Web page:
PPP’s big loss
THE CORNERSTONE of President Aquino’s economic program is the public-private partnership (PPP) program, which seeks to develop much-needed infrastructure by tapping the expertise and money of the private sector. Six years after it was launched, it is not without kinks, notably the various delays hounding even those projects that have already been awarded through public bidding. Still, the PPP remains a promising linchpin for sustained economic growth.
Last week, however, the PPP program suffered a big blow: Cosette Canilao, executive director of the agency overseeing it, quit to attend to “pressing family concerns.” Her resignation from the PPP Center takes effect on March 8.
Proof of Canilao’s successful handling of the PPP Center is the international recognition it has received. Last year, it was named The Asset Magazine’s Agency of the Year through its first “Triple-A Asia Infrastructure Awards 2015.” The awards honor institutions and deals in Asia that have made a difference. The publication specifically recognized Canilao’s agency for advancing the implementation of the Philippines’ PPP program and projects. It was also cited for facilitating the approval and rollout of several implementing agencies’ PPP projects in 2014 and for awarding PPP contracts to the private sector. It was the third international award received by the PPP Center.
In 2014, it was the Gold Award winner for the Best Central Government PPP Promoter during the annual Partnerships Awards of the UK-Based Partnerships Bulletin in London. In March 2015, the PPP Center bagged its second international award from the infrastructure journal and project finance magazine IJ Global.
Canilao was the face of the PPP program. She is leaving a pipeline of 51 PPP projects with a combined value of P1.62 trillion. Of these, the Aquino administration has awarded 12 projects valued at P200.48 billion. Here are the rest: seven projects worth P101.9 billion for approval of relevant government agencies; 14 projects worth P556.56 billion under procurement; two projects worth P539 billion under evaluation; two projects valued at P66.1 billion for rollout; one project worth P69.3 billion under the BOT (build-operate-transfer) Law; one project worth P37.43 billion under joint-venture agreement; five projects worth P44 billion undergoing studies; and seven others under development.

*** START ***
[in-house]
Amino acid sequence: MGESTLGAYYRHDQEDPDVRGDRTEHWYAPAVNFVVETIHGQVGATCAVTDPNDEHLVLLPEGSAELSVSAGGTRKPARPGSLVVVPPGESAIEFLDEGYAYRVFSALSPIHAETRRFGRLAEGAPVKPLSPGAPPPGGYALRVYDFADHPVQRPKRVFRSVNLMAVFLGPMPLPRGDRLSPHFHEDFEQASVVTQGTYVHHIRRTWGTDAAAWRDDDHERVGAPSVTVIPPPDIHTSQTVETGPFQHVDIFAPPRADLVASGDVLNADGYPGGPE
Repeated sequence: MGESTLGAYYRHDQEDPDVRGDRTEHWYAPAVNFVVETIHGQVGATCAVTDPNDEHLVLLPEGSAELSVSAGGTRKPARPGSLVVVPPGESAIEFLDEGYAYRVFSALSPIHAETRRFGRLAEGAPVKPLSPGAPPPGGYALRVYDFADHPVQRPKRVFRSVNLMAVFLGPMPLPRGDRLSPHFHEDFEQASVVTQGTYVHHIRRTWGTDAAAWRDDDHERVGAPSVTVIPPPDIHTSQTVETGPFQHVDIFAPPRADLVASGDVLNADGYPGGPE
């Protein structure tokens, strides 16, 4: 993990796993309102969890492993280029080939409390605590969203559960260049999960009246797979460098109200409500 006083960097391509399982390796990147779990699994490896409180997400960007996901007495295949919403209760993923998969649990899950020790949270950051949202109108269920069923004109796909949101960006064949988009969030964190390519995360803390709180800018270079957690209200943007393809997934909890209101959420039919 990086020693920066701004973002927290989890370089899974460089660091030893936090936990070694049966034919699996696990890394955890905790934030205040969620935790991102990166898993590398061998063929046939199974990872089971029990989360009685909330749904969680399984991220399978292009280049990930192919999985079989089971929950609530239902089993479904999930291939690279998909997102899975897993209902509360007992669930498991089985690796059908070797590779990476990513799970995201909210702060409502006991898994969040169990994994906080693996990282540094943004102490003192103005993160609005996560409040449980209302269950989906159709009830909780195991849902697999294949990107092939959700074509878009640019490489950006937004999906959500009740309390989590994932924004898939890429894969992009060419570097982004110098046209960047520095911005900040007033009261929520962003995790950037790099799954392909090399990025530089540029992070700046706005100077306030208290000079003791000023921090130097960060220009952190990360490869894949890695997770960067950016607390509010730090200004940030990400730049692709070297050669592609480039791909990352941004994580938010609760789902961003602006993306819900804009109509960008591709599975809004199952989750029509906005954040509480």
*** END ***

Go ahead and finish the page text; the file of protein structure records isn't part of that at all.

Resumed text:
Only three PPP projects have been actually completed to date. These are the Department of Public Works and Highways’ Muntinlupa-Cavite Expressway or Daang Hari-SLEx Link Road, the Automatic Fare Collection System of the Department of Transportation and Communications, and the first phase of the Department of Education’s School Infrastructure Project.
However, the second phase of the Ninoy Aquino International Airport Expressway Project is expected to be completed before Mr. Aquino steps down in June. The Naia Expressway is a 7.15-kilometer elevated expressway that will provide easy access to and from Naia Terminals 1, 2 and 3 and connect the Skyway and the Cavitex (Manila-Cavite Toll Expressway). The second phase of the school infrastructure project involving the construction of 9,300 classrooms in the Ilocos, Central Luzon and Calabarzon regions is also expected to be completed by June. A dozen other PPP projects are likewise expected to be bid out before Mr. Aquino’s term ends. Among these are the P123-billion Laguna lakeshore expressway dike project, five regional airports, three rail projects, a prison facility, a port modernization and water project and two information technology projects.
In past interviews, Canilao suggested that the PPP Center be made part of the President’s Cabinet in order to streamline and fast-track the process of building vital infrastructure. She has recommended lawyer Andre Palacios as her replacement. Palacios has been a consultant of the PPP Center for more than a year and Canilao described him as “highly reliable, with unquestionable integrity, and equipped to take on the gargantuan task of leading the [PPP] Center.” She said that he had “also established a very good relationship with the officers and staff” of the PPP Center.
Despite the glowing recommendation from the outgoing PPP Center chief, Palacios, if appointed, has truly big shoes to fill.
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